Friday, October 1, 2010

Renata Lucas & Dor Guez Al-Lydd Curated by Susanne Pfeffer at KW Institute for Contemporary Art by craniv boyd

Renata Lucas & Dor Guez Al-Lydd Curated by Susanne Pfeffer at KW Institute for Contemporary Art


Something is amiss. Can you see it? If you are like me the answer is no. It is the larger half of a sculpture by the artist Renata Lucas titled "Cabeça e cauda de cavalo" and it comes as an intervention into the urban fabric of Berlin in the form of a circle incised in the side walk at the entrance of KW on August Straße. How can you miss a circle that has been cut into the street entrance of a contemporary art space? Simple every thing has been preserved on the circle and shifted 7 degrees to the east, as if the street were a turntable, the curb and pavement of the pedestrian walkway is split.

Inside the main gallery on the ground floor this intervention is echoed by a smaller circle cut on the ground of the back end of KW. This circle is a moving disc that visitors can shift at their own risk and at most two people at a time. By placing ones hands to the wall and walking forwards slowly close the edge of the half circle visible on the floor of the exhibition space the polished concrete floor begins to spin revealing a half circle of green grass. Keep walking and the grass half circle disappears again returning to the half with polished concrete.


These two minimal gestures are a stark statement for a one person show at KW, the work strikes me as a kind of participatory Gordon Matta Clark, 1970´s minimalism meets amusement park.


On the upper floors the works of Dor Guez AL-Lydd are to be seen. They are heavy on identity politics and perhaps politics and people period. They show old family and portrait photographs reformatted, enlarged and given the sexy title of "Scanograms". The subjects of the clearly vintage photographs are of a minority population of Christian Arabs living in Israel. All works are presented and framed impeccably and I am positive who ever originally took these photographs would be proud of their impersonal display aesthetic. Yet I wonder if the original photographer would readily grasp the fact that the pictures they took one day early last century have now in 2010 been elevated to the status of fine art, by way of Dor Guez AL-Lydd and their process of "Manipulated Readymades". This process invokes artist Marcel Duchamp inventor of readymades the maverick who placed a urinal on a pedestal back in the day in 1917, singed it "R. Mutt" and gave birth to installation art as we know it today. Duchamp trickster as he was, was highly selective of what he proclaimed a ready made to be over the course of his career, his readymades tended to be the scarce industrially manufactured mass-produced three dimensional objects the like of bicycle wheel, snow shovel, and iron bottle rack. It is unlikely whether he would find a box of photographs a dead relative took long ago reformat the majority of the contents with a computer and pronounce the 13 matted and framed behind glass results all readymades. But that is just another can of worms.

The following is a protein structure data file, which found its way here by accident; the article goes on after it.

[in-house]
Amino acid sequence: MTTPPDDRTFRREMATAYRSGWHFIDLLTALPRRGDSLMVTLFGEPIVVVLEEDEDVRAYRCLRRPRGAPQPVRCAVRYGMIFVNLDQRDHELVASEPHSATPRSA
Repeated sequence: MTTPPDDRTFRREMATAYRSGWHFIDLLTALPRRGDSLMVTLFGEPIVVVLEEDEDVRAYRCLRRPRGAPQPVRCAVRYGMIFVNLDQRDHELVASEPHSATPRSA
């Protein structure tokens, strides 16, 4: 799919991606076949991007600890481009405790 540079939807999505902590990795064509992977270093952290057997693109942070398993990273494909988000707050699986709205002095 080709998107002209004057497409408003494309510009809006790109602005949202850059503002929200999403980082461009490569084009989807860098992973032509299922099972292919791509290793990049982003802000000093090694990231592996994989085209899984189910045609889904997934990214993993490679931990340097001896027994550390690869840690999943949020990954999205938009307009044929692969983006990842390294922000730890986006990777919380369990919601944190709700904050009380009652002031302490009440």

There are several documentary type video works in the exhibition that introduce living members of the Arab Christian minority currently residing in Israel to the viewer. The videos make known issues of prejudice and history that the interviewees face. by craniv boyd ©

No comments:

Post a Comment

Note: Only a member of this blog may post a comment.